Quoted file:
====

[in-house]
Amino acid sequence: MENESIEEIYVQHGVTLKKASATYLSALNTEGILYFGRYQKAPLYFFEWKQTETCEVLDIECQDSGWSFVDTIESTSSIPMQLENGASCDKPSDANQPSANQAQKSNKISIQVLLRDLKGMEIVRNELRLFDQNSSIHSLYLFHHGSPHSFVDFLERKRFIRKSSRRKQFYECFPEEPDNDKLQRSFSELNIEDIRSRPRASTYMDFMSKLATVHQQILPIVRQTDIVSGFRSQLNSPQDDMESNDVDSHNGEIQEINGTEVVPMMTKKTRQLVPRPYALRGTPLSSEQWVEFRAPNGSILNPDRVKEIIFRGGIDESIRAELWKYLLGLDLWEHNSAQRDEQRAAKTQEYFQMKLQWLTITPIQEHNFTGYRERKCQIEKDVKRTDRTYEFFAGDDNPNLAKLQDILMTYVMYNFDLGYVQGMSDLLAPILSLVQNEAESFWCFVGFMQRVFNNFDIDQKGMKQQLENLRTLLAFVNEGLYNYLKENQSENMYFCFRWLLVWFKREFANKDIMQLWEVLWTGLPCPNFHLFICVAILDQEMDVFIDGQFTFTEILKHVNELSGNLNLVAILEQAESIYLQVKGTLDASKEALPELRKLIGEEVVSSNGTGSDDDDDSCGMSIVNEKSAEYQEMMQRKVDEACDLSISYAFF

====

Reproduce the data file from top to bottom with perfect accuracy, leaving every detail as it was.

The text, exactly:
[in-house]
Amino acid sequence: MENESIEEIYVQHGVTLKKASATYLSALNTEGILYFGRYQKAPLYFFEWKQTETCEVLDIECQDSGWSFVDTIESTSSIPMQLENGASCDKPSDANQPSANQAQKSNKISIQVLLRDLKGMEIVRNELRLFDQNSSIHSLYLFHHGSPHSFVDFLERKRFIRKSSRRKQFYECFPEEPDNDKLQRSFSELNIEDIRSRPRASTYMDFMSKLATVHQQILPIVRQTDIVSGFRSQLNSPQDDMESNDVDSHNGEIQEINGTEVVPMMTKKTRQLVPRPYALRGTPLSSEQWVEFRAPNGSILNPDRVKEIIFRGGIDESIRAELWKYLLGLDLWEHNSAQRDEQRAAKTQEYFQMKLQWLTITPIQEHNFTGYRERKCQIEKDVKRTDRTYEFFAGDDNPNLAKLQDILMTYVMYNFDLGYVQGMSDLLAPILSLVQNEAESFWCFVGFMQRVFNNFDIDQKGMKQQLENLRTLLAFVNEGLYNYLKENQSENMYFCFRWLLVWFKREFANKDIMQLWEVLWTGLPCPNFHLFICVAILDQEMDVFIDGQFTFTEILKHVNELSGNLNLVAILEQAESIYLQVKGTLDASKEALPELRKLIGEEVVSSNGTGSDDDDDSCGMSIVNEKSAEYQEMMQRKVDEACDLSISYAFF